The goddess of domesticity had local fans swooning at a book signing for her latest, At My Table: A Celebration of Home Cooking, at the Gourmet Warehouse recently.
The book is full of recipes that don’t require much in the way of technique or culinary expertise, dishes like salt-and-vinegar potatoes, lime and cilantro chicken, and apple pork chops. After all, part of Lawson's appeal is that she calls herself a cook, not a chef, making her recipes approachable for us common folk.
After a tour of the food shop (which carries her cookbook) with chef-owner Caren McSherry, Lawson, in a one-piece flared denim pant suit, sat at a table to autograph books and pose for photos with hundreds of beaming people, mostly women. McSherry also held a brief Q&A with the queen of unapologetically imperfect cooking during the April 26 event. Lawson, a mother of two grown children, mentioned that she had already spoken to her butcher and ordered lamb chops to pick up once she returned to England, since she wanted something she could cook and eat within about 20 minutes of arriving home. (The recipe for spicy mint lamb chops with a preserved lemon and mint sauce is in the book.)
The next day, the Straight caught up with Lawson by phone from her downtown Vancouver hotel. Here are highlights of what she had to say, in that posh, buttery accent...
On Vancouver: “I’ve been here before, but I’ve never seen it quite this sunny and splendid. I love it. I find it very exciting and at the same time, it’s got a calmness. I love how you can be out and about and then these beautiful mountains pop into view; it’s quite extraordinary.”
On Middle Eastern spices: “I’ve always used them quite a bit, even as far back as my first book. They’re much more mainstream now. You can find them easier and play with them. They have such a wonderful intensity of flavour.”
On doing away with perfection in the kitchen, especially if you’re entertaining: “It’s easy to whip oneself up into this state of anxiety with the act of cooking. If it’s simple, that’s how you stop yourself from being in that state. Do something that just needs a little bit of stirring or can be put it in the oven. Then you’ll think ‘Why was I even thinking like that?’”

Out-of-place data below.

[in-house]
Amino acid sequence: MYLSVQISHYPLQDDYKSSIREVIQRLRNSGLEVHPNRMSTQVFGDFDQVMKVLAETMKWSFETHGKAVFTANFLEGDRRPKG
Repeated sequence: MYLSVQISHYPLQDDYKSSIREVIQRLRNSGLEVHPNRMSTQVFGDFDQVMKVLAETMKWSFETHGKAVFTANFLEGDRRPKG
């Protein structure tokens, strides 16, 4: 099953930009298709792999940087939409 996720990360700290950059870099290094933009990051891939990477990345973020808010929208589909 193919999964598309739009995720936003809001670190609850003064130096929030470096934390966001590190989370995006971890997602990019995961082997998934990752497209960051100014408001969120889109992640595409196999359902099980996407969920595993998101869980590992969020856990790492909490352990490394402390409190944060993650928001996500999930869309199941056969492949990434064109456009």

On how working parents can get dinner on the table at a decent hour on weeknights: “I do think leaving things till the last minute on the shopping front makes life hard. I remember when my children were young, the shopping is harder when you’re working than the cooking. The cooking doesn’t have to take very long, but if you haven’t done the shopping, it can be difficult. I don’t think parents should berate themselves from repeating. We all do that. I know there are certain dishes that I cook quite a lot.”
Her kitchen staples: Chickpeas, preserved lemons, dried apricots, frozen peas, leeks, and Greek yogurt. “Greek yogurt lasts a long time and you can always whip something up with that. Turkish eggs [recipe is in the book] can be done at any time. There are certain things that I know I have to have all the time so that if push comes to shove, I can make something fast. I'm used to having a big table full of young people to cook for, often without any warning."
Food term she disdains: Fine-dining.
Food trends she likes: Fermented foods. “I keep planning to do a lot of fermenting myself, but I don’t do an awful lot; I do a lot of quick pickling rather than fermenting.”
On social media: “Some people on Instagram make nice, cozy, home food, and they often get castigated for that because it doesn’t look picture-perfect. I don’t like that, but on the whole, I think of Instagram as the village square. I like the contact you have with people. And I’m a nosy person. I’m not interested in lifestyle—people with their blond hair flapping in wind; I don’t care where their clothes came from—but I do like people who eat and who cook.”
Favourite cookbooks: Kachka: A Return to Russian Cooking by Bonnie Morales, chef and co-owner of Portland’s iconic Russian restaurant of the same name (“fascinating and charmingly written”). Anything and everything by Britain’s Claudia Roden. Fergus Henderson’s The Whole Beast: Nose to Tail Eating. The forthcoming How to Eat a Peach: Menus, Stories, and Places by Diana Henry and Ottolenghi Simple by Jerusalem chef Yotam Ottolenghi.
On book tours: “The worst part is I often miss meals. The best part is meeting readers. In between it all, you can have very nice discussions with people. It’s a real sense of proper connection, because it’s through food. It’s a really lucky way to get a quick taste of a city. But then you’re on to the next place. Sometimes I think, ‘Can I just have a few days off to roam about the place and eat?’”